Tuesday, September 13, 2016

the great correction? Maybe maybe not!

Yesterday the market was awash with rumors of market collapse; sure the S&P500 was off a bit (not doing too great this morning), but its still above the 20 day moving average -- so not really a correction yet.

The problem is always the same; corrections are brutal, but market rises are slow and gradual -- with occasional retracements -- hence the 20 day moving average, as a sounder barometer of market health.  Sur prices are high with a p/e of 25x the market is very expensive, but then what do you compare it against?  I was reading an article about Mexico's economy; with regards to the economic achievements of the country -- GDP growth is in the range of 2.5%, inflation is at 3% and government spendings are out of control -- in 5 years they have nearly doubled.  However, over the past five years the government has enacted several major reforms (educations, energy and telecommunication).  However, there was a promise of 5% GDP growth.  Therefore the journalists call the current administration a failure!  But where is the context?

[Granted the President's decision to invite Trump and Clinton was strange, there was no upside for Mexico, and when Trump alone showed up (I presume that Clinton made the same assessment), the whole thing turned into a "shitshow" for the ages.]  

What I mean is that context is everything.  In 2012, everyone expected Europe to have meaningful economic growth (didn't happen), we expected China to return to double digit growth (ditto) and for the US to be an economic power house -- when in fact, GDP growth has been around 2%.  Therefore to call GDP growth for Mexico of 2.5% per annum as a failure is a mischaracterisation of what world we live in; In context, if you consider that Mexico is one of the most open economies and therefore is dependent on global GDP growth for its own performance, expectations where for the rest of the world to pull its own weight -- that didn't happen, and hence Mexico's GDP growth target of 5% is unachievable.

Being Grand Poobah market prognosticator for the ages where do I think the markets will go?  Well the pundits have for years (literally since Obama has taken power -- and this is not a figure of speech by the way) preached for the end of the world (in terms of market performance) was nigh!  That clearly didn't happen, most institutional investors have to invest, despite the view that the economy could be on the verge of a massive correction.  In fact, if you had followed most pundits and stayed in gold or other precious metals, at best you would be even, at worse down over 8 years.  If like all institutional investors you were forced to allocate to stocks and bonds -- then your returns have been nothing short of spectacular.  On February 20th, 2009, the S&P 500 stood at 700, it stands at 2,132 today for a 276% return over 7 years excluding dividends -- not too bad!  

So back to my initial point.  Question is are the market over leveraged, do we have the crazy ingredients of 2008 in place?  Housing prices are rising, but there are no longer any liar's loans or crazy complicated CDL/CLOs -- there is still securitization, but most products are vanilla -- investors remember the last 8 years rather well.  There is no doubt that quantitative easing has created a mass of money, most of it invested in the market, there are a lot of junk bonds out there, and these have been used to buyback stocks -- so that the quantity of stocks available has shrunk -- and new listing requirements (plus the expense of keeping a company on the main bord) is less and less attractive -- moreover the scrutiny can become a problem in its own right.  So there is fewer stocks available -- and new companies are reluctant to list.  That creates some pressures on prices.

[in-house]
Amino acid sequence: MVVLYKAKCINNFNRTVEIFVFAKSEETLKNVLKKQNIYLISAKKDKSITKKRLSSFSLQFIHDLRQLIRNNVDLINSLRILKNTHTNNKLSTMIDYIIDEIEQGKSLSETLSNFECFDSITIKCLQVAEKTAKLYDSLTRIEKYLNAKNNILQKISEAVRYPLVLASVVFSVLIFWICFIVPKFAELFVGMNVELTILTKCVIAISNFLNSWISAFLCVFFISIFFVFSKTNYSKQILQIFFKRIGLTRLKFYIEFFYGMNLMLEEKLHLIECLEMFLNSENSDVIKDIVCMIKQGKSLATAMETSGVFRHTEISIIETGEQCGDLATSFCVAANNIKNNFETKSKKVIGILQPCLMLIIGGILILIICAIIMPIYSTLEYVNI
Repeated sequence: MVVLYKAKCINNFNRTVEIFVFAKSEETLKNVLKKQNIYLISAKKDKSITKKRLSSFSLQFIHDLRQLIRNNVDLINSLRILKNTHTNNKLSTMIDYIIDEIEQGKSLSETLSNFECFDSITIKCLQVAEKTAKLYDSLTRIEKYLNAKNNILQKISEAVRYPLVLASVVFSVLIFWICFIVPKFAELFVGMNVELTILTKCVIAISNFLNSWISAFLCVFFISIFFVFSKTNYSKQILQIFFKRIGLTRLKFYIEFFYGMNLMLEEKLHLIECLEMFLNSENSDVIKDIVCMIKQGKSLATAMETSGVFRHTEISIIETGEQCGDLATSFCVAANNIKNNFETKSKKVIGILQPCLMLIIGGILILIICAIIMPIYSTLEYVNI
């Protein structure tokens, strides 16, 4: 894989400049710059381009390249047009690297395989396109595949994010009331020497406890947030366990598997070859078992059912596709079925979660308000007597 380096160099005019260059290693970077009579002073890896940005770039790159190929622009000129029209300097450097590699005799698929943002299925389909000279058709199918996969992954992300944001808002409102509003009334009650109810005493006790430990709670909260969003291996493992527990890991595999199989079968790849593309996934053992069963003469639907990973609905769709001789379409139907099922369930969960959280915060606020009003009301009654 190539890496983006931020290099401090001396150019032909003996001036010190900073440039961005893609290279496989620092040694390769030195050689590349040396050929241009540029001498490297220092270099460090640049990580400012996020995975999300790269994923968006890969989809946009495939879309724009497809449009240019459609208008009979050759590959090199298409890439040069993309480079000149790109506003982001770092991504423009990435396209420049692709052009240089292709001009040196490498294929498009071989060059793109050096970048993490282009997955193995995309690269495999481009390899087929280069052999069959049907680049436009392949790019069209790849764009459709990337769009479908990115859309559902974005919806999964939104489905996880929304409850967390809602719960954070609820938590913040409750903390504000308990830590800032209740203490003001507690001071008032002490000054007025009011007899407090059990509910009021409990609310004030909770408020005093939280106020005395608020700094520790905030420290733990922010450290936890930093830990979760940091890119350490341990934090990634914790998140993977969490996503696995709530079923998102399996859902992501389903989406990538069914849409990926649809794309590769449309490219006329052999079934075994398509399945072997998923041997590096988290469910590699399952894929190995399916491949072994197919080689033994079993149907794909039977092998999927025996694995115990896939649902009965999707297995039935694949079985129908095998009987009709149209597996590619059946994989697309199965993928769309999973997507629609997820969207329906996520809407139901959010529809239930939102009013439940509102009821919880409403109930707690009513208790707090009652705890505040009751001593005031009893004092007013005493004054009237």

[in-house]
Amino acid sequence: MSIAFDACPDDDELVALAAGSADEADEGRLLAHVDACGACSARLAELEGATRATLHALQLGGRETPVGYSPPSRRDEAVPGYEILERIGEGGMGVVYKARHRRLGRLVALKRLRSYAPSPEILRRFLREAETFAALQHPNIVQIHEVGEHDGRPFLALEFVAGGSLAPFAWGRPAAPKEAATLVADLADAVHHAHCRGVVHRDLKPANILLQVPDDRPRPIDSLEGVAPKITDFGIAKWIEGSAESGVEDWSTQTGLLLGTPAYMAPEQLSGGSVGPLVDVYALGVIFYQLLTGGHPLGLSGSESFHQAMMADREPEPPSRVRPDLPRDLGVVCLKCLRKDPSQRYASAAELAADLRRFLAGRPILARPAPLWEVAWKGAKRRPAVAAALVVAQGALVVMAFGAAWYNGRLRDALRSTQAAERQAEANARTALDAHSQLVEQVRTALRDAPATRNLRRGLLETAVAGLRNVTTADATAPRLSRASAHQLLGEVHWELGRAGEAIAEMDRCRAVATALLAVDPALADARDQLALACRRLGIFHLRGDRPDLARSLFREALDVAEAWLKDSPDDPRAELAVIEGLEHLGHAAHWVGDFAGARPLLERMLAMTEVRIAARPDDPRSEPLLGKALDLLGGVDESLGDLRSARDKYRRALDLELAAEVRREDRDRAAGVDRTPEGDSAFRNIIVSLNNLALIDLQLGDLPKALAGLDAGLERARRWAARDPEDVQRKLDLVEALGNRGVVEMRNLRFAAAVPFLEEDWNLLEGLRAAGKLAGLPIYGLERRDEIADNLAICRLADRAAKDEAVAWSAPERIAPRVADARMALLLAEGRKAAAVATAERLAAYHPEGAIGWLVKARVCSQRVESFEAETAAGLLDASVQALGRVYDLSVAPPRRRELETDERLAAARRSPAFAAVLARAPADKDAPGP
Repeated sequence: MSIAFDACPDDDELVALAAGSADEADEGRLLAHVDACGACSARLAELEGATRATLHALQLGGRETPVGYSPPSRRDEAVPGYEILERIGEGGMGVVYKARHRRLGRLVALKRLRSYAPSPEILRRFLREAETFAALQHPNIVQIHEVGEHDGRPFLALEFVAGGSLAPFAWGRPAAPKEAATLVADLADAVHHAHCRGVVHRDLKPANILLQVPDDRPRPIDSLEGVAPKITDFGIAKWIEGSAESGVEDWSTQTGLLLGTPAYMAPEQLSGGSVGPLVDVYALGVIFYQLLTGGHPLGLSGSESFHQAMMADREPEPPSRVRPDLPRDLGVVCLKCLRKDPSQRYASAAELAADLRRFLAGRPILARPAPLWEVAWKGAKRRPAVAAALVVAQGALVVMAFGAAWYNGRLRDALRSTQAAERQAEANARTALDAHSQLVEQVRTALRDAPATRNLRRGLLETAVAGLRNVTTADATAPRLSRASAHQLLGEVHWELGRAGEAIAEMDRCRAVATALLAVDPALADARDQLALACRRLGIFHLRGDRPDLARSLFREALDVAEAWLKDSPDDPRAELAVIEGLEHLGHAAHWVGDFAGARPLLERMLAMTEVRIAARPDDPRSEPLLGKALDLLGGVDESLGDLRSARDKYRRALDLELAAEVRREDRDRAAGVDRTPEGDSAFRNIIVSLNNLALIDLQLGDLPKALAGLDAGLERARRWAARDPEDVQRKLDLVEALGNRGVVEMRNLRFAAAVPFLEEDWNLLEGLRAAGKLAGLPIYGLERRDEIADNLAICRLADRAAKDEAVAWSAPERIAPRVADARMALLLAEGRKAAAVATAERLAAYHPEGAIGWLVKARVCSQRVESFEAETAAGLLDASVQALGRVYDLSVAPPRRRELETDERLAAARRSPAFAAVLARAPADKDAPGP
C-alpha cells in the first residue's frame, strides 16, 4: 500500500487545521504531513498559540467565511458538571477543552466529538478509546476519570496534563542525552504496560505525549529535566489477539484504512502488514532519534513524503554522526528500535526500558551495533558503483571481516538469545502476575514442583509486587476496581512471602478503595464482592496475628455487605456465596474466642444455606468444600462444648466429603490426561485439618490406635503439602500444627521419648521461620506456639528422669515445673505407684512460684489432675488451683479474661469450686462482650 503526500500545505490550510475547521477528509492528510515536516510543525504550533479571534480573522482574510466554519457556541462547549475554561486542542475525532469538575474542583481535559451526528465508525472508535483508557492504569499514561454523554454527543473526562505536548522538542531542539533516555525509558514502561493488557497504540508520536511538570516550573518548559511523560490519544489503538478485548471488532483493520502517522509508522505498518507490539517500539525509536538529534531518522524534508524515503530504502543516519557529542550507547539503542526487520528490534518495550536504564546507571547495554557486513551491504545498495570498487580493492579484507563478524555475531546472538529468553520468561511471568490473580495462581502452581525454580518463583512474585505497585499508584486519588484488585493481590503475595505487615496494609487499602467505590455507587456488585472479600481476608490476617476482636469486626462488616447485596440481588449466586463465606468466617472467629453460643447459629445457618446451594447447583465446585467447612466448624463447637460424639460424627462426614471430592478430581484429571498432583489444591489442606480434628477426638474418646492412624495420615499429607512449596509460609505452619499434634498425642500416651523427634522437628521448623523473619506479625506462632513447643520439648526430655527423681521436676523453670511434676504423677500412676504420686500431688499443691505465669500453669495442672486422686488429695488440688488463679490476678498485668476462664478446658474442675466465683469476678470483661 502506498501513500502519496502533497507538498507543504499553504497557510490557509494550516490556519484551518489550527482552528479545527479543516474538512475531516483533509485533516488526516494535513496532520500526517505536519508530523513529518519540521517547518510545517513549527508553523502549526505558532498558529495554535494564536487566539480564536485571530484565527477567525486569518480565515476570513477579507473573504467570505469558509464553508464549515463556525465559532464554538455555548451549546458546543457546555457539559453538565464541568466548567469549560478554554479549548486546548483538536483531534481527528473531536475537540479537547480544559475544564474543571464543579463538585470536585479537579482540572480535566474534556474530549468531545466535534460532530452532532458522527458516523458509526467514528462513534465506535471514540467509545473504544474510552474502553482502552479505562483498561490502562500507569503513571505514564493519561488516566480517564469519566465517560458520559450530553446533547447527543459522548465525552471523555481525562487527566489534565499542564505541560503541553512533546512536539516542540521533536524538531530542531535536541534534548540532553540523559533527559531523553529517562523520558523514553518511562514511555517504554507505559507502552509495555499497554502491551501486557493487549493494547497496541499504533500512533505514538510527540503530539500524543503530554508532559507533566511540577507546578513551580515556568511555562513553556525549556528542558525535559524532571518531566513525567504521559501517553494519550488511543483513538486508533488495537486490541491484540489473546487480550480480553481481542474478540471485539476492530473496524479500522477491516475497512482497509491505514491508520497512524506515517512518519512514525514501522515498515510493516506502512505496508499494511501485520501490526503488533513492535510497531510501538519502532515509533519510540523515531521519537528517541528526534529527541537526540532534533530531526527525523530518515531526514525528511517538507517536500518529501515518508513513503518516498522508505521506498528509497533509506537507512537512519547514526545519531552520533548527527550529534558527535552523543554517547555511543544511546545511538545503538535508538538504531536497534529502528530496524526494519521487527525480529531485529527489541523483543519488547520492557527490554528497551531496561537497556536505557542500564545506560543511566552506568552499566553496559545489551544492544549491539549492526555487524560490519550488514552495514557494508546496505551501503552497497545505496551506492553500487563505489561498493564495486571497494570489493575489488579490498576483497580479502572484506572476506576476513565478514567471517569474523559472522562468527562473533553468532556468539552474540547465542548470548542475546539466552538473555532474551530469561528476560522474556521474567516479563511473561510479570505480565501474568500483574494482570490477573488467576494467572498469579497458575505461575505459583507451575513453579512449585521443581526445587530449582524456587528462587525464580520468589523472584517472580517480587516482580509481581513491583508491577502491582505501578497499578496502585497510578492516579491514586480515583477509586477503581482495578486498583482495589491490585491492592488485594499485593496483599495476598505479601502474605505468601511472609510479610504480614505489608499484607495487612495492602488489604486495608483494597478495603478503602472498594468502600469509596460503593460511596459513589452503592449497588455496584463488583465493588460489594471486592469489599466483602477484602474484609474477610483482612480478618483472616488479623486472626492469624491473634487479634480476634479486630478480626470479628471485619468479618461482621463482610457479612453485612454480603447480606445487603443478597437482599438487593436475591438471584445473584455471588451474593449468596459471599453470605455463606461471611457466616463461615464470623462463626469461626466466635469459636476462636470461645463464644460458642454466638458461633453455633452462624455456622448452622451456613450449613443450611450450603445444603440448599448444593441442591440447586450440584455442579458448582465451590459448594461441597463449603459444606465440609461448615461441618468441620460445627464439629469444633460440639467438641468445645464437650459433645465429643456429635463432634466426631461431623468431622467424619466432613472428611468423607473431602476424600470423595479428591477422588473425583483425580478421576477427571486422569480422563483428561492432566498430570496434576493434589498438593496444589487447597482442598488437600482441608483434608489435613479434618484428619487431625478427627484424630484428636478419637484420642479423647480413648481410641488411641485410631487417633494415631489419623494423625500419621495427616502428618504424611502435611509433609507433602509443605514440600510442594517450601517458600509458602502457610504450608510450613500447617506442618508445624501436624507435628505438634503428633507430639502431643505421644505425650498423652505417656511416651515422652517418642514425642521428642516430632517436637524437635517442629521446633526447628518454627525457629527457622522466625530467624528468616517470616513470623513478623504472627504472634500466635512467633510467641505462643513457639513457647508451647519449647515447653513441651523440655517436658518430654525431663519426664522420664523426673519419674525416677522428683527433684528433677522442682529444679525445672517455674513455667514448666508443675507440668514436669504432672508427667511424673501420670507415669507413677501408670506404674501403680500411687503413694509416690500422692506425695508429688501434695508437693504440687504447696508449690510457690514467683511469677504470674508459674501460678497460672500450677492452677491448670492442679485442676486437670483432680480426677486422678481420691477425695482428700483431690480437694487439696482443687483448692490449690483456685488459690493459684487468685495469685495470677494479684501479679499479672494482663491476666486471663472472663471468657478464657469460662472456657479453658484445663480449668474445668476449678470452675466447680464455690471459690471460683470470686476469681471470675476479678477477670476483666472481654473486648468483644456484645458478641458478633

Finally, there is the question were will all the money go, with the invest in bonds with negative returns?  The fundamental problem is that there are few attractive options outside of stocks (and bonds) that provide the liquidity and benchmark pricing favourer by investors.  Could there be a correction?  Certainly, in fact the market is well over due for a 10% to 20% correction -- It has been nearly 8 years since a real massive correction; proof again that democratic administrations are good for the investors!

Personally as the Grand Poobah I have zero idea where the markets will go -- they are expensive but what else is there, corporate bonds that pay nothing sovereign bonds that pay less than nothing? Statistically the US market is well overdue for a correction, but that has been true for some time now (maybe we are in the New Normal after all).  When asked I always have the same reply as to how to invest:

  • Understand what you are buying 
  • You are buying people not assets -- understand that
  • Understand the limits of what you understand/know
  • Have a return target for all your investments 
  • If it looks too good to be true, it probably is
  • No one has a cristal ball and can tell you where the markets are (if they did, they would not tell you)
  • Do your homework and be diligent in admitting (and correcting) your errors
  • Technology can screw your investment theory
These 8 points are all I ever say.  When I asked people what they invest in, they always tell me their good investments (could be talent, could be luck -- and its usually mostly luck) and very rarely their mistakes.  My point is that investing requires work, diligence and luck (my guess is 50% of the latter), most investors don't have access to good research (its very very rare) and when they read they read static and not dynamic.

Good luck






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